Tears flooded my pillow on the eve of my fifth birthday.
Lying in my bed on Lawn Ridge Road in Orange, New Jersey, I couldn’t stop thinking about the milestone to come. First I would be five, I reasoned. And then I would be twenty. And then I would be old. My life was almost over.
In vain my mother reassured me that five year olds all over the world appeared happy with their lot—and that I had quite a few years to go before my life ended. I refused to believe her. It was hours before I fell asleep, exhausted with worry.
I repeated the pattern when I turned ten. My mother, who had spent many years as an elementary school teacher, tried to convince me that ten was one of the best ages a person could turn.
In retrospect, I realize that she was right. Ten is a golden year, when children are secure and knowledgeable and coordinated, and their hormones haven’t kicked in to confuse things. At nine years and 364 days, however, I was convinced that the next day I would have one foot in the grave. Maybe even a foot and a half.
Over the years, I learned to handle my fear of aging. Having noticed that the numbers divisible by five seemed the most daunting, I decided at the age of 20 never to reach one of those numbers again. When the calendar wanted me to turn 25, I turned 24 for the second time. The next year I went straight to 26. I stayed there for a while; 26 seemed like a good age.
Eventually, I stopped changing ages altogether. I still celebrated my birthday—who doesn’t love a birthday party?—but I eventually established a practice of turning 39 year after year after year. If it was good enough for Jack Benny, it was good enough for me.
I could probably find a therapist to explain and treat my fear of aging. I’m no dummy, however, and I’m pretty sure I understand the cause of this phobia. I was very smart at a very early age. As a consequence, for the first 20 years or so of my life I was generally the youngest person in my social set to enter a grade in school or play a role in a play or read a “grownup” book or learn a mathematical skill.
I defined myself by my youth. Any threat to that youth—and the calendar is the ultimate threat to youth—seemed to threaten my essence.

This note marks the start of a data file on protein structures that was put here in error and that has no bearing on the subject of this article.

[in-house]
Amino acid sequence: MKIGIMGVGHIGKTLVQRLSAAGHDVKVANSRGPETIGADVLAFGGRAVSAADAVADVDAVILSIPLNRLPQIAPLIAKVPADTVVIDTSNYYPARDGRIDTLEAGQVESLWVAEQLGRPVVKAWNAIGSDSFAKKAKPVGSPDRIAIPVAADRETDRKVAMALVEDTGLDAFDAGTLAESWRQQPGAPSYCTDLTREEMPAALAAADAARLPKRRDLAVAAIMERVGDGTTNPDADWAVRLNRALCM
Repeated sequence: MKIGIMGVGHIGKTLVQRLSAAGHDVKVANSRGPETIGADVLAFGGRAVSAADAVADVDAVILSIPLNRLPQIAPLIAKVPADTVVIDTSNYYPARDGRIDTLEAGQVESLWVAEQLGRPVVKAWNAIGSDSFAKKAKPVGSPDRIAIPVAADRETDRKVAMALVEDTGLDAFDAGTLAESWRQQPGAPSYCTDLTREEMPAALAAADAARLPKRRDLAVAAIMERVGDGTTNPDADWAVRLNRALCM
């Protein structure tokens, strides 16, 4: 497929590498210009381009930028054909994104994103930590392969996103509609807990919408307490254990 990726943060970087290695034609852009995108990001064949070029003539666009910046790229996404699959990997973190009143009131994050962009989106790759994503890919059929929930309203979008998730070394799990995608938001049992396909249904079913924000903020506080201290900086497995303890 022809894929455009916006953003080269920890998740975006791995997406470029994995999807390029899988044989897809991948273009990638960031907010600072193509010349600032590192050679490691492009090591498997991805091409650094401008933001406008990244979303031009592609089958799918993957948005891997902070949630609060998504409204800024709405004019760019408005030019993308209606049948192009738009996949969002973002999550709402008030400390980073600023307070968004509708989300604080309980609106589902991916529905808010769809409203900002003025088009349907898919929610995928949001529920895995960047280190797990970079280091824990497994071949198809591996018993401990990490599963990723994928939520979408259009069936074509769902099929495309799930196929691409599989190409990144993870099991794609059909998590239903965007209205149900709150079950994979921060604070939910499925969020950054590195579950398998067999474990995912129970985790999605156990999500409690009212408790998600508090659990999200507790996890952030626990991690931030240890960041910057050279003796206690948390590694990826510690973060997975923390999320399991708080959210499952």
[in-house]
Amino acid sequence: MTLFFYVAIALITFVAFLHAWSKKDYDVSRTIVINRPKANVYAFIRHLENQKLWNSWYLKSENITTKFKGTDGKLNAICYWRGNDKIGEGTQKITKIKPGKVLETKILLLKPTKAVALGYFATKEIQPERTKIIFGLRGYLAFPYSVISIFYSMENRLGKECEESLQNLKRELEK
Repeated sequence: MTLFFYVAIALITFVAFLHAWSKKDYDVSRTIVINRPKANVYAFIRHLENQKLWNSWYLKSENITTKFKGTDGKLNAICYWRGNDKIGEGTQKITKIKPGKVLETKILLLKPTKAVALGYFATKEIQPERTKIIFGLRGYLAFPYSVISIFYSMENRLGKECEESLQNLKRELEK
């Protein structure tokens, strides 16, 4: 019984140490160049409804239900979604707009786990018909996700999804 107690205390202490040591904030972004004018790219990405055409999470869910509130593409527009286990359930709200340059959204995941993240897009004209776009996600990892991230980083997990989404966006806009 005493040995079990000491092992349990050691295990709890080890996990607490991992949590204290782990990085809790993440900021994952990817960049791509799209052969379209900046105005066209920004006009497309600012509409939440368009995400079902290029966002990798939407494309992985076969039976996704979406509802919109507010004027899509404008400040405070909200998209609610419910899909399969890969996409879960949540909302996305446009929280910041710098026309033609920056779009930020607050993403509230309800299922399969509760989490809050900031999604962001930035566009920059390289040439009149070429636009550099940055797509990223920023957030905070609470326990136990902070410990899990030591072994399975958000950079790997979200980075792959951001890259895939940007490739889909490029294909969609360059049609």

I spent most of my life worrying about aging. When at the age of 27 I saw the first gray hairs glinting on my head in the rearview mirror of my car I almost ran the car off the road in panic.
I called my mother to tell her about this incident. At the time she was in her 60s and still had NO gray hair. (I inherited my father’s hair; he looked like a brillo pad for much of his life.) “Is the car all right?” she asked.
I was indignant. “Your daughter’s hair is turning gray, and all you care about is a mechanical device?” I huffed into the phone.
I soon found that l’Oreal could help me with the gray hair—but not with the aging.
I often identified with a line near the end of Richard II in which the doomed king muses, “I wasted time, and now doth time waste me.”
A couple of years ago, my fear of aging began to abate.
I had just finished Pulling Taffy, my memoir about caring for my mother in her last years when she suffered from Alzheimer’s disease. I spoke at women’s clubs, church groups, and senior centers about the strategies I had developed over time for caring for her and the lessons we had learned together.
One evening during the question-and-answer session that followed one of my talks a woman thanked me for the knowledge I was sharing, noting that she would put it to good use.
It suddenly hit me that the most valuable part of my talks—and indeed the most valuable part of me—was the experience and knowledge I had developed over the years.
I would no longer be the youngest in most of the circles I would frequent. But I could try to be one of the wisest, I realized.
Now I believe that I haven’t wasted time. I have invested it. My wrinkles aren’t signs of decay. They are signs of life.
I have to admit that I’m still officially 39. And I’m not allowing my hair to go gray. One has one’s standards to uphold.
I no longer get upset if someone accidentally looks at my driver’s license and discovers my birth year, however. I have too many things to do, too many new things to learn, and too many lessons to share.
When I REALLY become old (in 30 years or so), I’ll be awesome.
Meanwhile, I have come to appreciate age everywhere, particularly in fiction, where older characters often have some much more … well … character than youthful heroes and heroines.
Don’t most people, secretly, prefer Endora to Samantha in Bewitched? I certainly do. She’s much more colorful, much more dramatic, much more fun. And she’s not afraid of her own powers….